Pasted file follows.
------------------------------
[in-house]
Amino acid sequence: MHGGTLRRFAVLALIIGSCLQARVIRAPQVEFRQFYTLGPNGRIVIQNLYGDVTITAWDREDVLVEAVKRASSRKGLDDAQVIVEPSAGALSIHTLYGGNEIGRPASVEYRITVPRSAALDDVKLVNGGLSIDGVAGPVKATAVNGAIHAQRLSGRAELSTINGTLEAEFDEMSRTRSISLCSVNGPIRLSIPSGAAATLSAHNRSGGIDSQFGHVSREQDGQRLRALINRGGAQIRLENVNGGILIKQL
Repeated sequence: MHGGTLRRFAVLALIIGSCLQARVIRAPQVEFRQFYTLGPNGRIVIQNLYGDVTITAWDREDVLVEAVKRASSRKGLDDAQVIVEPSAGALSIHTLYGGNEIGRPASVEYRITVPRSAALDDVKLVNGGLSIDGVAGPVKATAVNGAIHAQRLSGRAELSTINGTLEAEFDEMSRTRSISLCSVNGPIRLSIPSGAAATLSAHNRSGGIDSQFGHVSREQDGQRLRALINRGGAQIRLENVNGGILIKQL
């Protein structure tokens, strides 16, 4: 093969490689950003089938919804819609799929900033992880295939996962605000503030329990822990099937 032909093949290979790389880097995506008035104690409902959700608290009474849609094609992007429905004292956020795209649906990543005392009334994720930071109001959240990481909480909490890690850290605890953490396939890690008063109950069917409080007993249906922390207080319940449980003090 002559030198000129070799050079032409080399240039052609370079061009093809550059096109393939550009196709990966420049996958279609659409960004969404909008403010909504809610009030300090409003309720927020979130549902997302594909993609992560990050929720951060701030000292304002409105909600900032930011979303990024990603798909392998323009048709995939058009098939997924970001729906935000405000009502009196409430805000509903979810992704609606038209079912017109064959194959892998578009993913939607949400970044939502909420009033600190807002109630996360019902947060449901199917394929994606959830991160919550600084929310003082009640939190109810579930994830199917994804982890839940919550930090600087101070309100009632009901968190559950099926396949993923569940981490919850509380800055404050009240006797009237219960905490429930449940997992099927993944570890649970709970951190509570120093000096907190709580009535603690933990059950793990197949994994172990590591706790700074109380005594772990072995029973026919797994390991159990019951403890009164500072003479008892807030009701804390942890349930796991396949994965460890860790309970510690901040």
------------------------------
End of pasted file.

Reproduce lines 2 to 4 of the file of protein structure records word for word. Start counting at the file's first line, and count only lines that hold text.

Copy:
Amino acid sequence: MHGGTLRRFAVLALIIGSCLQARVIRAPQVEFRQFYTLGPNGRIVIQNLYGDVTITAWDREDVLVEAVKRASSRKGLDDAQVIVEPSAGALSIHTLYGGNEIGRPASVEYRITVPRSAALDDVKLVNGGLSIDGVAGPVKATAVNGAIHAQRLSGRAELSTINGTLEAEFDEMSRTRSISLCSVNGPIRLSIPSGAAATLSAHNRSGGIDSQFGHVSREQDGQRLRALINRGGAQIRLENVNGGILIKQL
Repeated sequence: MHGGTLRRFAVLALIIGSCLQARVIRAPQVEFRQFYTLGPNGRIVIQNLYGDVTITAWDREDVLVEAVKRASSRKGLDDAQVIVEPSAGALSIHTLYGGNEIGRPASVEYRITVPRSAALDDVKLVNGGLSIDGVAGPVKATAVNGAIHAQRLSGRAELSTINGTLEAEFDEMSRTRSISLCSVNGPIRLSIPSGAAATLSAHNRSGGIDSQFGHVSREQDGQRLRALINRGGAQIRLENVNGGILIKQL
């Protein structure tokens, strides 16, 4: 093969490689950003089938919804819609799929900033992880295939996962605000503030329990822990099937 032909093949290979790389880097995506008035104690409902959700608290009474849609094609992007429905004292956020795209649906990543005392009334994720930071109001959240990481909480909490890690850290605890953490396939890690008063109950069917409080007993249906922390207080319940449980003090 002559030198000129070799050079032409080399240039052609370079061009093809550059096109393939550009196709990966420049996958279609659409960004969404909008403010909504809610009030300090409003309720927020979130549902997302594909993609992560990050929720951060701030000292304002409105909600900032930011979303990024990603798909392998323009048709995939058009098939997924970001729906935000405000009502009196409430805000509903979810992704609606038209079912017109064959194959892998578009993913939607949400970044939502909420009033600190807002109630996360019902947060449901199917394929994606959830991160919550600084929310003082009640939190109810579930994830199917994804982890839940919550930090600087101070309100009632009901968190559950099926396949993923569940981490919850509380800055404050009240006797009237219960905490429930449940997992099927993944570890649970709970951190509570120093000096907190709580009535603690933990059950793990197949994994172990590591706790700074109380005594772990072995029973026919797994390991159990019951403890009164500072003479008892807030009701804390942890349930796991396949994965460890860790309970510690901040």